This story is by Natalia Olivie and was part of our 2021 Spring Writing Contest. You can find all the writing contest stories here.
The common poppy field remembered well her battle seasons. In the first season – sticks against stones – she learned the language of war. The people returned millennia later, and with them came the season of swords against armor. It lasted so long, the field had stopped counting the years. In time, the poppy field flowered again, nourished by the decaying flesh of the fighters. Her blood red poppies grew tall as a man, delicate petals became so large and heavy, the wind couldn’t play with them anymore.
She tried to cover the shame in her soil. Fool.
The people chose her for their wars again and again – guns against tanks, bombs against mines. An autumn of toxic rains followed the end of the last season. The drones came and sprayed the field with something putrid. Their buzz almost silenced the battle cries in the poppy field’s mind. Dead blood and dead iron fused in her poisoned soil, and in spring her plants and flowers turned into steel. The poppy field had lost its colors. Giant metal poppies stood still, unmoved by the air currents. Gunpowder dust had settled on razor sharp leaves.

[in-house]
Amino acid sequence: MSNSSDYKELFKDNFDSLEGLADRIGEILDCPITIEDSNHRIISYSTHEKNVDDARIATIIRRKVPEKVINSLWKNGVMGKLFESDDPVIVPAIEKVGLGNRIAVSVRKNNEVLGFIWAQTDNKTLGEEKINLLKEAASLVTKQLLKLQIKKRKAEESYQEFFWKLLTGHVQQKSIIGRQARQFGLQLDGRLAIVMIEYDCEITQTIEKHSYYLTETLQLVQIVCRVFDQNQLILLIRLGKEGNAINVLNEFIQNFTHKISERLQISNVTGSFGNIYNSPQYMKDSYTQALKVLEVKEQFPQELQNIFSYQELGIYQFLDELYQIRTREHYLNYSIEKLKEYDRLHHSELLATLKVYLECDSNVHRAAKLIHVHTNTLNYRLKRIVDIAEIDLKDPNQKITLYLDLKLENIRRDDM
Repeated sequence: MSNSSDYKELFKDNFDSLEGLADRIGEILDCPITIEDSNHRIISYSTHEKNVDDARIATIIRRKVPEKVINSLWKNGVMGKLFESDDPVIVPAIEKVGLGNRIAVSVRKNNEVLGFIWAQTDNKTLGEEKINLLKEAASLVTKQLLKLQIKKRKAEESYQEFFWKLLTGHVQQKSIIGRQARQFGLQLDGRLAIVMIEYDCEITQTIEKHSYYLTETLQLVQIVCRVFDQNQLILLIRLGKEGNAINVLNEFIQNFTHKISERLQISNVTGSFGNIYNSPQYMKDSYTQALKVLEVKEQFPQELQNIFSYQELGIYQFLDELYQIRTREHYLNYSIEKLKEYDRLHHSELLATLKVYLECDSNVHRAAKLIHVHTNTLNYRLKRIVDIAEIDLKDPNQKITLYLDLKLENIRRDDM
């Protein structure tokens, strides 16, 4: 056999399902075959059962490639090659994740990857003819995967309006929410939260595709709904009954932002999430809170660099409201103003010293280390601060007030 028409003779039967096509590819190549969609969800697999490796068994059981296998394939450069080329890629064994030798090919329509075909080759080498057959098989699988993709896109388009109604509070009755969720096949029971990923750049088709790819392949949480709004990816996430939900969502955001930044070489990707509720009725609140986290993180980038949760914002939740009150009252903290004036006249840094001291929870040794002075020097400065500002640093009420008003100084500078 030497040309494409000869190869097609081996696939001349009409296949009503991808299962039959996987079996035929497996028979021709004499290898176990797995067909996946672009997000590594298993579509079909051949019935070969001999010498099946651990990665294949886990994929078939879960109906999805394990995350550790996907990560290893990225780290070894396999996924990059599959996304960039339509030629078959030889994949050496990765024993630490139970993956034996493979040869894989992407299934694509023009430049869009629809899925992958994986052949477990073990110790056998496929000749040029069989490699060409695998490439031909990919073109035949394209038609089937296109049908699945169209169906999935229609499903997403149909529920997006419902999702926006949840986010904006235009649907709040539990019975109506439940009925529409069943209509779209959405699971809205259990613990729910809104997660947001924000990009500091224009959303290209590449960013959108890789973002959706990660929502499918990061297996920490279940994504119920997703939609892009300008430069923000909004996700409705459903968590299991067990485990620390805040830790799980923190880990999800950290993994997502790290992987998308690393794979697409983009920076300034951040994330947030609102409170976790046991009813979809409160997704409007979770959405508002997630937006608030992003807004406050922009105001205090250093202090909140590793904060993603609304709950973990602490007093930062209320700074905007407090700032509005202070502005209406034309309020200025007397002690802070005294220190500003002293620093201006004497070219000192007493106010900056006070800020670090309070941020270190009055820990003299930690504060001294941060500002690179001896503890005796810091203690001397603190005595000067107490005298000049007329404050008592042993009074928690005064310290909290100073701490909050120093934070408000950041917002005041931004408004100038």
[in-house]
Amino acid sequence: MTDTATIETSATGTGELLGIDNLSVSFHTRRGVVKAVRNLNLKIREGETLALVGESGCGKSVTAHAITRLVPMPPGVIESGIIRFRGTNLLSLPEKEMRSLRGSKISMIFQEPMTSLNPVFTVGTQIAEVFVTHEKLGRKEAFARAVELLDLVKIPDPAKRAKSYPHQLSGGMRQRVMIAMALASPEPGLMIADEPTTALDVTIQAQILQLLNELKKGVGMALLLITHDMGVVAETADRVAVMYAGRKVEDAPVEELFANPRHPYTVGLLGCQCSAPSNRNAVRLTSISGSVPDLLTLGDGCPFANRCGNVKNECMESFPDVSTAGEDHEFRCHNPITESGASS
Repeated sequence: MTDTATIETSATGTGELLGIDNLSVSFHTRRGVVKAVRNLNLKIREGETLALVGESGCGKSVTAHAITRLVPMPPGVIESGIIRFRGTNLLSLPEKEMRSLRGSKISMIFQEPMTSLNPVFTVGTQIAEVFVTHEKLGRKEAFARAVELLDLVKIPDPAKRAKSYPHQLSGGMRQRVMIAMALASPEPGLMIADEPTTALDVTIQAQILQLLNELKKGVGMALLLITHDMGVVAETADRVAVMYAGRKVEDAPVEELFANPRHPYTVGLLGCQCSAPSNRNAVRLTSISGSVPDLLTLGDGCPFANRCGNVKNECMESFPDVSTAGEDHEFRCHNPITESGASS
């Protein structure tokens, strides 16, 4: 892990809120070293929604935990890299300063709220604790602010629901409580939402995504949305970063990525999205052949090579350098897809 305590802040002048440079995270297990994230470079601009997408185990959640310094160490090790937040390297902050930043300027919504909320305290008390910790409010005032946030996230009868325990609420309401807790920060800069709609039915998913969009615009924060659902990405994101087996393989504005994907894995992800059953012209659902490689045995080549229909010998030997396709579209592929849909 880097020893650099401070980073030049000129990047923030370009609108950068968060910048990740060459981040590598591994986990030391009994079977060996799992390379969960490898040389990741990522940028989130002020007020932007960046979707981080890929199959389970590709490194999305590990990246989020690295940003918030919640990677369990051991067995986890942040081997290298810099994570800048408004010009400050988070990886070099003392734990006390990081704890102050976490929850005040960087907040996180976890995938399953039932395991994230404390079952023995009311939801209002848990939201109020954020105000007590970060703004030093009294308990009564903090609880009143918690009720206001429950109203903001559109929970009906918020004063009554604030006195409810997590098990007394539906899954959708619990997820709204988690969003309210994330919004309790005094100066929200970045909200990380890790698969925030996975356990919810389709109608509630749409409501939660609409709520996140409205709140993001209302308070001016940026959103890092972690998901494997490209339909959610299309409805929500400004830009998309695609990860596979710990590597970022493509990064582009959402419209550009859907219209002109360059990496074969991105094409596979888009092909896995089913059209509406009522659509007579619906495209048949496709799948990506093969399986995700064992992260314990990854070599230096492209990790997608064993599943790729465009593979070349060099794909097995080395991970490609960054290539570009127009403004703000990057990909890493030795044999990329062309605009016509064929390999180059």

A Harvester came one summer morning after the acid showers. He stepped on steel blades of grass, boots and suit made to withstand the deadly touch of the field.
“Fertilization time is over,” he told the field. “Let’s see what’s in your seedpods.”
Ashamed and scared, the poppy field tried to explain that something had happened to her flowers and leaves, that her seed capsules had mutated. The Harvester ignored her. He walked deeper and deeper into the metal wilderness, forced himself through the thorny steel stems.
The field could not stop him. Poppy fields had never stopped men.
A memory of green grasses filtered through the rust of her soil. A seedpod detonated nearby. The poppy field shuddered, but the explosion didn’t hurt. ‘I cannot self destruct,’ the field thought. The Harvester rushed to the sound of detonation. The ruptured pod contained a dagger from another time, the last defense of a wounded knight. Blood ruby glistened on the hilt of the knife. The dagger shivered with desire to pierce someone’s heart. The Harvester chuckled, disappointed.
“A trinket. I wonder what went wrong. ” He fixed the dagger on his belt.
” They fed me death, and now I grow death,” said the poppy field. “It’s wrong enough.”
She knew now why the Harvester had come. She bore fruit that the men wanted. This Harvester would spread the word about her exotic weapons, more Harvesters would come. More detonations. The world would know of her shame.
The shame was hers alone and must remain a secret. ‘With time, the poppies would return to normal, scarlet red against the blue sky,’ the field thought. Time had always been on her side.
This Harvester must be silenced to keep her secret. A common poppy field that contemplated murder… What had become of her?